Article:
This page explains the differences between OAuth 2.0 and OpenID Connect and gives you some tips on how to use them in your app. The terms OAuth 2.0 and OpenID Connect (OIDC) are commonly used in web applications that need to authenticate and authorize users. These are two standards for web authorization, but they are not the same.
OAuth 2.0: the authorization framework
With OAuth 2.0, a third-party application—a client—can access resources on behalf of a user—a resource owner—from a resource server, such as an API). The user grants the client a limited access token, which the client uses to request resources from the resource server. The access token is issued by an authorization server, which verifies the user's identity and consent. For different scenarios of authorization, OAuth 2.0 defines four roles (resource owner, client, resource server, and authorization server) and four grant types (authorization code, implicit, resource owner password credentials, and client credentials).
OpenID Connect: the identity layer
OpenID Connect is a newer standard that extends OAuth 2.0, adding support for authentication. With OpenID Connect, a client can verify the user's identity and obtain basic profile information. The user logs in to an identity provider (such as Sky Mavis) using OpenID Connect, and the identity provider returns an ID token to the client. The ID token is a JSON Web Token (JWT) that contains information about the user, such as their name, email, and picture. In addition, the client can request an access token and a refresh token from the identity provider. The access token and refresh token can be used to access other resources.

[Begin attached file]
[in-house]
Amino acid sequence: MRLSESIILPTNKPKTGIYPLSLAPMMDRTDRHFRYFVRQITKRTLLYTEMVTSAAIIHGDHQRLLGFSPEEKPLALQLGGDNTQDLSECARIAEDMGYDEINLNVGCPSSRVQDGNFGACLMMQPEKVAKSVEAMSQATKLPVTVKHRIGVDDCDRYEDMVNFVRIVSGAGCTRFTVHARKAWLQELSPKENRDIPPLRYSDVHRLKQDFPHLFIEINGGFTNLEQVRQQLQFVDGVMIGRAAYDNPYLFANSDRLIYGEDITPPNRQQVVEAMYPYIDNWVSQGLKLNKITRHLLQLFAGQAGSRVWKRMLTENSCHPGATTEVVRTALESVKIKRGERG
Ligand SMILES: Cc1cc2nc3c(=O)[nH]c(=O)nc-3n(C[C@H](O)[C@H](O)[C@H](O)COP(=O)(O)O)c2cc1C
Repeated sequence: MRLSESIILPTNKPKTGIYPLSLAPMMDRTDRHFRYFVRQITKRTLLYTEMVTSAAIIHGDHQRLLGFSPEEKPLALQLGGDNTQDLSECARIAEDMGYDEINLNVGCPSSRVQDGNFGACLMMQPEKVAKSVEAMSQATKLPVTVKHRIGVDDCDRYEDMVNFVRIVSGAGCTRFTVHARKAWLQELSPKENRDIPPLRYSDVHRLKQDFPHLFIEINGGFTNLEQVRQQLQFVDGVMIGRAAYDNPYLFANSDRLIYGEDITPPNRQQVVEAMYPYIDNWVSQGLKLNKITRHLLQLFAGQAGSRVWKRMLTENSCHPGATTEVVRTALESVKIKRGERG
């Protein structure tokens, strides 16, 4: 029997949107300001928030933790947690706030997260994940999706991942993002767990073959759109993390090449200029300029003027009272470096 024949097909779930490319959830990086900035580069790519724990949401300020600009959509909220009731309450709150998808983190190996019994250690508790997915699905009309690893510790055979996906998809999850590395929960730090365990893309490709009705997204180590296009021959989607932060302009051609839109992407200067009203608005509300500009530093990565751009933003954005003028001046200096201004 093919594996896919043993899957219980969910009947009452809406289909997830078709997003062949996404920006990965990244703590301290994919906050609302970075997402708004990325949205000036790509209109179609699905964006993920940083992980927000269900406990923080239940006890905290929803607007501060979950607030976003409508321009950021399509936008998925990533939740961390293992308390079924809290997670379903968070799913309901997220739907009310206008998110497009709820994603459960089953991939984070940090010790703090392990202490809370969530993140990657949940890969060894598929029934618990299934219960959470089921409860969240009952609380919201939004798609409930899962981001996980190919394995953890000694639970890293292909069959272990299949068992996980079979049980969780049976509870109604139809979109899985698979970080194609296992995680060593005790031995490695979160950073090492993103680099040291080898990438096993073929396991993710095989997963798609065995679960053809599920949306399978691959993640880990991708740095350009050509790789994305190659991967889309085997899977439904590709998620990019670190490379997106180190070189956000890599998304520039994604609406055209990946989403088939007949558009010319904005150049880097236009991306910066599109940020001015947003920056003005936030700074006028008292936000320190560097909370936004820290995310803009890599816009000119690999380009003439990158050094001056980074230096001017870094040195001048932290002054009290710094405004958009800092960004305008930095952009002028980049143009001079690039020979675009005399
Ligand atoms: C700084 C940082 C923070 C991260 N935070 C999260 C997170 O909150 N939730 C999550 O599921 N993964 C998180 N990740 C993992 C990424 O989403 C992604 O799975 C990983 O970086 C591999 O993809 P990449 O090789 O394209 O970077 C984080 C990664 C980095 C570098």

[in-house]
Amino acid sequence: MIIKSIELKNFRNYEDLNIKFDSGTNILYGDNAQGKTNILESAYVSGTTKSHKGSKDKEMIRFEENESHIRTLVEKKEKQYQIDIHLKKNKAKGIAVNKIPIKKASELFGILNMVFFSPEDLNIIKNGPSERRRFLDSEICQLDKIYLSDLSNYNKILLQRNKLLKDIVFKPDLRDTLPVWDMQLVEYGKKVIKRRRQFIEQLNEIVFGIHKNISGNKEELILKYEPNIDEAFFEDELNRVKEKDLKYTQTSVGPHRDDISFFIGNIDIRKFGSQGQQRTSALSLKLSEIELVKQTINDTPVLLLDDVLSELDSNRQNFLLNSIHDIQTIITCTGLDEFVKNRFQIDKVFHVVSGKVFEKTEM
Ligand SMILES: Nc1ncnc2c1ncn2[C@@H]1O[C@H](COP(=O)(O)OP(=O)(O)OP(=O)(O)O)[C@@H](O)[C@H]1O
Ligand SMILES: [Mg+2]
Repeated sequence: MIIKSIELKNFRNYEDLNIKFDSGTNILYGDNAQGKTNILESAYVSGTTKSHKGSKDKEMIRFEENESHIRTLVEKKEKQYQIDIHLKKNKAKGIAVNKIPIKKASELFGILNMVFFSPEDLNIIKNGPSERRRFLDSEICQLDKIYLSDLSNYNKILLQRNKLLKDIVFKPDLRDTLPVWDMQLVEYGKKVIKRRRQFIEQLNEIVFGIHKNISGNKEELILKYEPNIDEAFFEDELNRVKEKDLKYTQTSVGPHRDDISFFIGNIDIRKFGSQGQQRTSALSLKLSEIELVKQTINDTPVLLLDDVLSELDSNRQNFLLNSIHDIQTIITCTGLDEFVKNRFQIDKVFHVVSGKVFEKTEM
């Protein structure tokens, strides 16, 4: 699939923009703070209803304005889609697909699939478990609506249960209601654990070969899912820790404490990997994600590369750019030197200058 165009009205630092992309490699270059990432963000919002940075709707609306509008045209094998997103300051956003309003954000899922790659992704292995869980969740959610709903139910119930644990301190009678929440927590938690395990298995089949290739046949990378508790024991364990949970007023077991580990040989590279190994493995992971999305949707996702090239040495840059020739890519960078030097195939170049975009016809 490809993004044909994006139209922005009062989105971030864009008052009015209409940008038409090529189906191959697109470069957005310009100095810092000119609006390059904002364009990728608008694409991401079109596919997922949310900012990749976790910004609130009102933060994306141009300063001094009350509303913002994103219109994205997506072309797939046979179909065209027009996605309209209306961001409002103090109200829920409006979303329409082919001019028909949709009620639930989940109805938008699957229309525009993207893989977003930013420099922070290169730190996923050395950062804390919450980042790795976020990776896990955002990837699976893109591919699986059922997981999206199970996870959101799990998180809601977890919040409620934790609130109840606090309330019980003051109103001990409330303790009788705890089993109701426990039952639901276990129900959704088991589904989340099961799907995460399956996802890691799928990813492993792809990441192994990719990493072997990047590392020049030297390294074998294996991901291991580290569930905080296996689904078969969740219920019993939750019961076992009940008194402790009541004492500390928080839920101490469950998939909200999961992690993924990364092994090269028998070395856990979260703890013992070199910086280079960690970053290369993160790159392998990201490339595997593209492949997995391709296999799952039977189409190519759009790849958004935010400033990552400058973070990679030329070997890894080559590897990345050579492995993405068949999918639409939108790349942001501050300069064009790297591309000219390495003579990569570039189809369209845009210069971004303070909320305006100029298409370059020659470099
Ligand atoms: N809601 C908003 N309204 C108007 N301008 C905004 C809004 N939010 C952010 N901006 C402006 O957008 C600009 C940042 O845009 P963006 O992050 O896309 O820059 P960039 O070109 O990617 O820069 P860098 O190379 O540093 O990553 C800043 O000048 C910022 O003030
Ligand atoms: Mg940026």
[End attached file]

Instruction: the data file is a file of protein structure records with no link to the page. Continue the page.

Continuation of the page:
Differences between OAuth 2.0 and OpenID Connect
|OAuth 2.0||OpenID Connect|
|Focused on authorization—granting access to resources.||Focused on authentication—verifying the identity of a user.|
|Doesn't offer a standard way to obtain user information.||Offers a standard way to retrieve user information.|
|Uses access tokens—opaque strings that can only be validated by the resource server.||Uses ID tokens, which are self-contained and can be validated by the client.|
|Flexible and can be used for various types of apps.||More specific in nature, can be used for single sign-on (SSO).|
How to choose between OAuth 2.0 and OpenID Connect
Choosing between OpenID Connect and OAuth 2.0 depends on your app's goals and needs. If you want to access resources from a resource server on behalf of a user, but don't care about the user's identity or profile, OAuth 2.0 is sufficient. You can choose a grant type that fits the architecture and security requirements of your app. If you need to verify the user's identity and obtain basic profile information, OpenID Connect may be a better choice. You can use the OpenID Connect authorization code flow or the implicit flow. Both are based on OAuth 2.0, but return an ID token along with an access token.
Tips for using OAuth 2.0 and OpenID Connect
- Use HTTPS for all communication between the client, the authorization server, the resource server, and the identity provider.
- Use PKCE (Proof Key for Code Exchange) to prevent authorization code interception attacks.
nonceparameters to prevent CSRF (Cross-Site Request Forgery) and replay attacks.
- Validate the access token and the ID token according to their respective specifications.
- Store the access token and refresh token securely in the client.
- Respect the scope and expiration of the access token and the ID token.
- Keep your client and server libraries up to date.